Plant Index


 
 
 

Carya cordiformis

Carya cordiformis (Wangenh.) K. Koch

bitternut hickory, pignut

Synonym(s): Carya cordiformis var. latifolia, Hicoria cordiformis
Carya cordiformis (Bitternut Hickory)
Image ID: 13457
Image by: Sorrie, Bruce A.
Image Collection: NCBG Digital Library

PLANT INDEX

ID_PLANT: CACO15
SCIENTIFIC NAME: Carya cordiformis
Include in WOTAS: 0
Publish to Web: 1
Last Modified: 2019-11-30

GENUS INDEX

GENUS CODE: CARYA
GENUS SCIENTIFIC: Carya
GENUS AUTHORITY: Nutt.
GENUS COMMON: Hybrid hickory
GENUS SUMMARY: [contributed by Alan S. Weakley & Robert K. Peet]
GENUS IDENTIFICATION: Identification notes: Surface vestiture of leaves and bud scales is useful in distinguishing species of Carya. Some use of these characters can be made with a 10Χ or 20Χ hand lens; better still is a dissecting microscope. It is important to understand the different trichome types mentioned in the key (terminology follows Hardin 1990 and Hardin & Stone 1984). Short acicular trichomes are simple, unicellular trichomes tapered to a pointed tip, 0.10-0.35 mm long and with rough walls. Long acicular trichomes (solitary of Hardin & Stone 1984) are similar to short acicular, but are much larger, 0.45-1.6 mm long, and have smooth walls. Fasciculate trichomes are multicellular and have 2-8 straight or curled rays radiating from a clustered base. Multiradiate trichomes are similar to fasciculate, but have 8-17 rays, the inner (and usually more upright) rays attached basally above the outer (and usually more spreading) rays. Capitate glandular trichomes are unicellular or multicellular, and are distinguished by their bulbous or expanded tip; they are usually 0.02-0.1 mm long. Peltate scales are flat or dome-shaped shields or disks, slightly to strongly glandular, (sometimes regularly or irregularly lobed) and can be either sessile or stalked (they are often referred to as scales, resin dots, peltate glands, or lepidote scales). On the lower surfaces of leaflets, peltate scales are of two types: large peltate scales are 0.08-0.3 mm in diameter and are round, with smooth or slightly irregular margins, while small peltate scales are 0.025-0.12 mm in diameter and are either round, irregularly lobed or regularly 2- or 4-lobed.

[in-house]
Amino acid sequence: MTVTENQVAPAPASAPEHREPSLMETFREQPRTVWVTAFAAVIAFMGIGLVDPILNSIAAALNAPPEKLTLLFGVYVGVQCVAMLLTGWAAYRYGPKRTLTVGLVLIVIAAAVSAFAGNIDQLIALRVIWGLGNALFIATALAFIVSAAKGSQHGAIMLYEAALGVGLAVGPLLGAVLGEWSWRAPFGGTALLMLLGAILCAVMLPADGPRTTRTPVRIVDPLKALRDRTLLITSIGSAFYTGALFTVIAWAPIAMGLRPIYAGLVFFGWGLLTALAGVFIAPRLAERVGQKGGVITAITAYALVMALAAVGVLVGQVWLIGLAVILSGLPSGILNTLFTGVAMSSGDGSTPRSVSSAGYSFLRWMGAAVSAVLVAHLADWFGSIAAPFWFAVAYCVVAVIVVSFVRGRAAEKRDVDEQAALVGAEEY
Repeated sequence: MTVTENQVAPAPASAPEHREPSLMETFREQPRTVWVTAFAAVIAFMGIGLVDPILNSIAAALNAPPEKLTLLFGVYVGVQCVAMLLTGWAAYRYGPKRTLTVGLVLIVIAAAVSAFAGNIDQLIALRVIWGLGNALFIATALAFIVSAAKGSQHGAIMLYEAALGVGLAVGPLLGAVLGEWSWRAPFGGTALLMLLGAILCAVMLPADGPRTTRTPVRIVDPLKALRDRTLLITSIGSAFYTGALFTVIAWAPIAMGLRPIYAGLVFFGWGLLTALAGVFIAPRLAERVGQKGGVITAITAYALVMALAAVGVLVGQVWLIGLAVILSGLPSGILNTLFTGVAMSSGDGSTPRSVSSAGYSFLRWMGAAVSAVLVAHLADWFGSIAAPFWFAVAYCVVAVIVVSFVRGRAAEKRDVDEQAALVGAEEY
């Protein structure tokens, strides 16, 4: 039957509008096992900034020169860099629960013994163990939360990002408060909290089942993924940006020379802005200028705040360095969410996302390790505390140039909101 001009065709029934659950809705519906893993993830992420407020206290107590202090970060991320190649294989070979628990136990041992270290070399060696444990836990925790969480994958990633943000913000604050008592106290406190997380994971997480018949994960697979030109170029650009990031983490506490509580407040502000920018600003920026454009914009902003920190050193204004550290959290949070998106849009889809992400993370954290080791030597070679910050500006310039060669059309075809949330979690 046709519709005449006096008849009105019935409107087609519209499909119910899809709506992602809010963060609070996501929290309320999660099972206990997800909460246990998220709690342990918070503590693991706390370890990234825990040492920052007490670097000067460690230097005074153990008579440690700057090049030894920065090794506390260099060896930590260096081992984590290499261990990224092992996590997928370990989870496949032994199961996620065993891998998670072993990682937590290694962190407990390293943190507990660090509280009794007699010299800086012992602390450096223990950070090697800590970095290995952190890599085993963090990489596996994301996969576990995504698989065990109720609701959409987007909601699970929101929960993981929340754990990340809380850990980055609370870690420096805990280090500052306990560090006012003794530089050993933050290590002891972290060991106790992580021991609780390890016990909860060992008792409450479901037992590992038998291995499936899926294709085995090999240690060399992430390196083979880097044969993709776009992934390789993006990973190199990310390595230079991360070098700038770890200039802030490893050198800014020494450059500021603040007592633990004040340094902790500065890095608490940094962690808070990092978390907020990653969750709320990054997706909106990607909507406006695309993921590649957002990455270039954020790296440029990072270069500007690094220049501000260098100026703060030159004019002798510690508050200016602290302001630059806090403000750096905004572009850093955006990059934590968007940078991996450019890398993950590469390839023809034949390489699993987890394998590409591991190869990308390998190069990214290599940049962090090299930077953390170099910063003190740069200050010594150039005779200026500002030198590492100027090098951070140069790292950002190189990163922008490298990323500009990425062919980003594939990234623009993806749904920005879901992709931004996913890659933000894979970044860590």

GENUS REFERENCES: Stone in FNA (1997); Hardin (1992); Hardin & Stone (1984); Elias (1972); Stone, Adrouny, & Flake (1969); Stone (1961); Mohlenbrock (1986); Sargent (1918); Manning (1950); Hardin (1952); Little (1969); Harrar & Harrar (1962); Stone in Kubitzki, Rohwer, & Bittrich (1993). Key based in part on an unpublished manuscript prepared by Stone & Hardin for the Flora of the Southeastern United States.

FAMILY INDEX

FAMILY CODE: JUGLAN
FAMILY SCIENTIFIC: Juglandaceae
FAMILY AUTHORITY: A. Richard ex Kunth 1824
FAMILY COMMON: Walnut Family
FAMILY SUMMARY: A family of about 8 genera and 60 species, trees and shrubs, mostly temperate.
FAMILY REFERENCE: Stone in FNA (1997); Manos & Stone (2001); Elias (1972); Stone in Kubitzki, Rohwer, & Bittrich (1993).

NCBG DESCRIPTIVES

INTRO: A medium to large-sized, deciduous tree, typically ranging from 15–35 m (50–115 ft.) tall when fully grown. Terminal buds are relatively large (10–19 mm long), and sulfur yellow to tan, with valvate bud scales. Twigs are relatively slender. Bark of mature trunks is gray or brownish, initially with a smooth texture, becoming furrowed and ridged with age, sometimes with small exfoliating scales, but not shaggy. Leaves are alternate, moderately large (15–40 cm long), and pinnately compound, with 7–9 (occasionally 5, 11, or 13) leaflets. Leaflets are ovate to lanceolate or obovate to oblancoleate in shape, sometimes falcate, with coarsely to finely serrate margins. The lower leaf surface bears hairs along the larger veins, the remaining portions with few to many hairs. Leaves produce a pungent odor when bruised or crushed. Petioles lack hairs at the base, but become hairy closer to the rachis, which is also hairy. Separate male and female inflorescences occur on the same tree, the male flowers in drooping catkins, the female flowers in short, terminal spikes. Fruits are relatively small (2–3.6 cm long) nuts enclosed in a thin (2–3 mm) husk. The husk is 4-winged above the middle, has a short point at the end, and typically splits into four sections about half it’s length.
STEMS: Pith continuous. Young twigs (1-year-old or less) brown or green or reddish-brown or tan, glabrous or glabrate. Twigs (2–4 years old) glabrous, scaly or without special surface features. Leaf scars heart-shaped or three-lobed, bundle scars numerous, stipule scars absent. Bark of mature trunks exfoliating or flaky or furrowed or plated or ridged or smooth. Buds axillary or superposed or terminal, orange or tan or yellow, 3–19 mm long, ovoid, blunt or sharp, glabrous or glabrate or pubescent, pilose, bud scales valvate.